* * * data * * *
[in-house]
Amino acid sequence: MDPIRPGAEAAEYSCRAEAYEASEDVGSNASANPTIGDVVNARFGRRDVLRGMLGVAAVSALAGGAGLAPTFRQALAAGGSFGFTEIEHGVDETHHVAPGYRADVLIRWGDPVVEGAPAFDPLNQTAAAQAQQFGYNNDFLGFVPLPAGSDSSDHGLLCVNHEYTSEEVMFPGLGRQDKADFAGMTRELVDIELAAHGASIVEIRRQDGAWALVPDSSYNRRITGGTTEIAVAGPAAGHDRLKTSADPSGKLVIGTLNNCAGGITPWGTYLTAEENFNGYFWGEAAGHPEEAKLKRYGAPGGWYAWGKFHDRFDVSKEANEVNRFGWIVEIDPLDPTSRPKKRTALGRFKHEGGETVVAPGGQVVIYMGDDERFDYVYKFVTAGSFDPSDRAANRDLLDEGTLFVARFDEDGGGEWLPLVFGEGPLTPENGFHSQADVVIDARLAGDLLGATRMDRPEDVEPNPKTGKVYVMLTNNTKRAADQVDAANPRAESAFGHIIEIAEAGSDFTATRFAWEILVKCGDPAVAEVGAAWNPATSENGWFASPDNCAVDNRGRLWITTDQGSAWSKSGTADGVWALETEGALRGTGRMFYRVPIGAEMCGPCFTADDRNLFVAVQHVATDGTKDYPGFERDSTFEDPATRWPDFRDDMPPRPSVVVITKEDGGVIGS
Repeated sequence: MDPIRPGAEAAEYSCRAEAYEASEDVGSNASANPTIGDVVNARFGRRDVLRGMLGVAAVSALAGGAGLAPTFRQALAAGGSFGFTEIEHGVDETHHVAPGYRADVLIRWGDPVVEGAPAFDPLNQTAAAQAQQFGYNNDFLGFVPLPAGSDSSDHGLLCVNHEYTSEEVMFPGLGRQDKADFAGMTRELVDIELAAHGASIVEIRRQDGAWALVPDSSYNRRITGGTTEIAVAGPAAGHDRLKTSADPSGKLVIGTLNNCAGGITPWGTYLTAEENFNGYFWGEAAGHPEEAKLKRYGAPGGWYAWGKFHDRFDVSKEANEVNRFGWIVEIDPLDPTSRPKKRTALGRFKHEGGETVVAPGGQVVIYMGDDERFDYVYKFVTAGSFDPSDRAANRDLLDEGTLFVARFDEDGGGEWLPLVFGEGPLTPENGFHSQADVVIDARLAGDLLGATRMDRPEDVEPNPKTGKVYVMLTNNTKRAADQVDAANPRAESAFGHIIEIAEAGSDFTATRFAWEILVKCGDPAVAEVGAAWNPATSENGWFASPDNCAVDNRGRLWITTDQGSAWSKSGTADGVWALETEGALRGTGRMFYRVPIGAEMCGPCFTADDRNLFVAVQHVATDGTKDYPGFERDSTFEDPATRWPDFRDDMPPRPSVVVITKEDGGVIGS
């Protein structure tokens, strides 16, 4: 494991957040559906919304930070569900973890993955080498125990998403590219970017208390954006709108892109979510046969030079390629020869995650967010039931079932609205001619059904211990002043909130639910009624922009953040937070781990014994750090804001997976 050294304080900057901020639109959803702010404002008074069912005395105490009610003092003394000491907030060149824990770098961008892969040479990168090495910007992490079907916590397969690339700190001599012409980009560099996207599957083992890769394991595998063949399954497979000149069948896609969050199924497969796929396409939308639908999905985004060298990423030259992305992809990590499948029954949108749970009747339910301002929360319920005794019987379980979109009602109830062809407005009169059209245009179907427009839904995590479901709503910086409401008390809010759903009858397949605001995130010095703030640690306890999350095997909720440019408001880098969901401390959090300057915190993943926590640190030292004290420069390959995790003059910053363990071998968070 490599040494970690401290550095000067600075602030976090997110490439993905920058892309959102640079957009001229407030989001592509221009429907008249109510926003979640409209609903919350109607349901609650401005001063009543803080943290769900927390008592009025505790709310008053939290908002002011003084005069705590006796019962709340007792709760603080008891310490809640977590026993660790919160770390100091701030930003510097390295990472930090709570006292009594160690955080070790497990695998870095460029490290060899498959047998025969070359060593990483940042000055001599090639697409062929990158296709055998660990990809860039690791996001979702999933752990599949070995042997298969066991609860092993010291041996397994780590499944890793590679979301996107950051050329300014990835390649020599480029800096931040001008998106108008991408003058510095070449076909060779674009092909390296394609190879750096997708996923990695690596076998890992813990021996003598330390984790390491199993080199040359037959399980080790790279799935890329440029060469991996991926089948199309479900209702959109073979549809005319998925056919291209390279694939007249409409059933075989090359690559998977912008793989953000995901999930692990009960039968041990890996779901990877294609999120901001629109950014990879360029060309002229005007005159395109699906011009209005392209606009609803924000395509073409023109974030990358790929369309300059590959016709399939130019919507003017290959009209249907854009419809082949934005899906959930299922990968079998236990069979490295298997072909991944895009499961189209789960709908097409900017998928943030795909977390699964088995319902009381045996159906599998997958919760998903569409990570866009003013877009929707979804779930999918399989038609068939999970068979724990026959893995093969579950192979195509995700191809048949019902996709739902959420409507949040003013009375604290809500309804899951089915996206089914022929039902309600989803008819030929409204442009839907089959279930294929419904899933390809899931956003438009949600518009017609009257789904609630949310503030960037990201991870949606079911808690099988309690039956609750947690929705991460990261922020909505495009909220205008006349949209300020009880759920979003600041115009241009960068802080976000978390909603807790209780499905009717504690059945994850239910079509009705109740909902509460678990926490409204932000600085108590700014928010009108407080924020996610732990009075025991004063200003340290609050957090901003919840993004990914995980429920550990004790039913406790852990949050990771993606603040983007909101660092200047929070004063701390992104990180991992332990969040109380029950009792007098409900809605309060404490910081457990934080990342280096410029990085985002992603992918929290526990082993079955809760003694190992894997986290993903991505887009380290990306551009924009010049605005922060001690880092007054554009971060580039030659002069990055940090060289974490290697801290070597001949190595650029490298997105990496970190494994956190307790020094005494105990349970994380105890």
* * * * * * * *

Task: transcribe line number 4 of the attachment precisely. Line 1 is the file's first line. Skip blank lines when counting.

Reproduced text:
């Protein structure tokens, strides 16, 4: 494991957040559906919304930070569900973890993955080498125990998403590219970017208390954006709108892109979510046969030079390629020869995650967010039931079932609205001619059904211990002043909130639910009624922009953040937070781990014994750090804001997976 050294304080900057901020639109959803702010404002008074069912005395105490009610003092003394000491907030060149824990770098961008892969040479990168090495910007992490079907916590397969690339700190001599012409980009560099996207599957083992890769394991595998063949399954497979000149069948896609969050199924497969796929396409939308639908999905985004060298990423030259992305992809990590499948029954949108749970009747339910301002929360319920005794019987379980979109009602109830062809407005009169059209245009179907427009839904995590479901709503910086409401008390809010759903009858397949605001995130010095703030640690306890999350095997909720440019408001880098969901401390959090300057915190993943926590640190030292004290420069390959995790003059910053363990071998968070 490599040494970690401290550095000067600075602030976090997110490439993905920058892309959102640079957009001229407030989001592509221009429907008249109510926003979640409209609903919350109607349901609650401005001063009543803080943290769900927390008592009025505790709310008053939290908002002011003084005069705590006796019962709340007792709760603080008891310490809640977590026993660790919160770390100091701030930003510097390295990472930090709570006292009594160690955080070790497990695998870095460029490290060899498959047998025969070359060593990483940042000055001599090639697409062929990158296709055998660990990809860039690791996001979702999933752990599949070995042997298969066991609860092993010291041996397994780590499944890793590679979301996107950051050329300014990835390649020599480029800096931040001008998106108008991408003058510095070449076909060779674009092909390296394609190879750096997708996923990695690596076998890992813990021996003598330390984790390491199993080199040359037959399980080790790279799935890329440029060469991996991926089948199309479900209702959109073979549809005319998925056919291209390279694939007249409409059933075989090359690559998977912008793989953000995901999930692990009960039968041990890996779901990877294609999120901001629109950014990879360029060309002229005007005159395109699906011009209005392209606009609803924000395509073409023109974030990358790929369309300059590959016709399939130019919507003017290959009209249907854009419809082949934005899906959930299922990968079998236990069979490295298997072909991944895009499961189209789960709908097409900017998928943030795909977390699964088995319902009381045996159906599998997958919760998903569409990570866009003013877009929707979804779930999918399989038609068939999970068979724990026959893995093969579950192979195509995700191809048949019902996709739902959420409507949040003013009375604290809500309804899951089915996206089914022929039902309600989803008819030929409204442009839907089959279930294929419904899933390809899931956003438009949600518009017609009257789904609630949310503030960037990201991870949606079911808690099988309690039956609750947690929705991460990261922020909505495009909220205008006349949209300020009880759920979003600041115009241009960068802080976000978390909603807790209780499905009717504690059945994850239910079509009705109740909902509460678990926490409204932000600085108590700014928010009108407080924020996610732990009075025991004063200003340290609050957090901003919840993004990914995980429920550990004790039913406790852990949050990771993606603040983007909101660092200047929070004063701390992104990180991992332990969040109380029950009792007098409900809605309060404490910081457990934080990342280096410029990085985002992603992918929290526990082993079955809760003694190992894997986290993903991505887009380290990306551009924009010049605005922060001690880092007054554009971060580039030659002069990055940090060289974490290697801290070597001949190595650029490298997105990496970190494994956190307790020094005494105990349970994380105890």